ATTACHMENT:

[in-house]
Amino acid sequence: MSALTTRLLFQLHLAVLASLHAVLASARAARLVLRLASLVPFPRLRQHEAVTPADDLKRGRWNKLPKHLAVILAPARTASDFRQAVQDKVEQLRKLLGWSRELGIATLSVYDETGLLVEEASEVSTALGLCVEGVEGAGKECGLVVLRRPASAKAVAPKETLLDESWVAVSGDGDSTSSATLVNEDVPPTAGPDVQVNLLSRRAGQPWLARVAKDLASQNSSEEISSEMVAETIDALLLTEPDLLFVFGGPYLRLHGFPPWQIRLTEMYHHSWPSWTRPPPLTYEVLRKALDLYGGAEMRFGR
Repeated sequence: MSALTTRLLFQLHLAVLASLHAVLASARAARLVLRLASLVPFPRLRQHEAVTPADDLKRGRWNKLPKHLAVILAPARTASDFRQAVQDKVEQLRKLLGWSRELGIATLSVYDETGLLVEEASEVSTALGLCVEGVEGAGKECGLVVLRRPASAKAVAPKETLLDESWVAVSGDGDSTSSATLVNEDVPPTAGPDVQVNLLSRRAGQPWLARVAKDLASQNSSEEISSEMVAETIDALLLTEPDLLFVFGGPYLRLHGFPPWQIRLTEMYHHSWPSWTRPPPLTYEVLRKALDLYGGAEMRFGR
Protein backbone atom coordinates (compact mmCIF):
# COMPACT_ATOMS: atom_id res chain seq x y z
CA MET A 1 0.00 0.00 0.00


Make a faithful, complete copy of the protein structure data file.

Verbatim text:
[in-house]
Amino acid sequence: MSALTTRLLFQLHLAVLASLHAVLASARAARLVLRLASLVPFPRLRQHEAVTPADDLKRGRWNKLPKHLAVILAPARTASDFRQAVQDKVEQLRKLLGWSRELGIATLSVYDETGLLVEEASEVSTALGLCVEGVEGAGKECGLVVLRRPASAKAVAPKETLLDESWVAVSGDGDSTSSATLVNEDVPPTAGPDVQVNLLSRRAGQPWLARVAKDLASQNSSEEISSEMVAETIDALLLTEPDLLFVFGGPYLRLHGFPPWQIRLTEMYHHSWPSWTRPPPLTYEVLRKALDLYGGAEMRFGR
Repeated sequence: MSALTTRLLFQLHLAVLASLHAVLASARAARLVLRLASLVPFPRLRQHEAVTPADDLKRGRWNKLPKHLAVILAPARTASDFRQAVQDKVEQLRKLLGWSRELGIATLSVYDETGLLVEEASEVSTALGLCVEGVEGAGKECGLVVLRRPASAKAVAPKETLLDESWVAVSGDGDSTSSATLVNEDVPPTAGPDVQVNLLSRRAGQPWLARVAKDLASQNSSEEISSEMVAETIDALLLTEPDLLFVFGGPYLRLHGFPPWQIRLTEMYHHSWPSWTRPPPLTYEVLRKALDLYGGAEMRFGR
Protein backbone atom coordinates (compact mmCIF):
# COMPACT_ATOMS: atom_id res chain seq x y z
CA MET A 1 0.00 0.00 0.00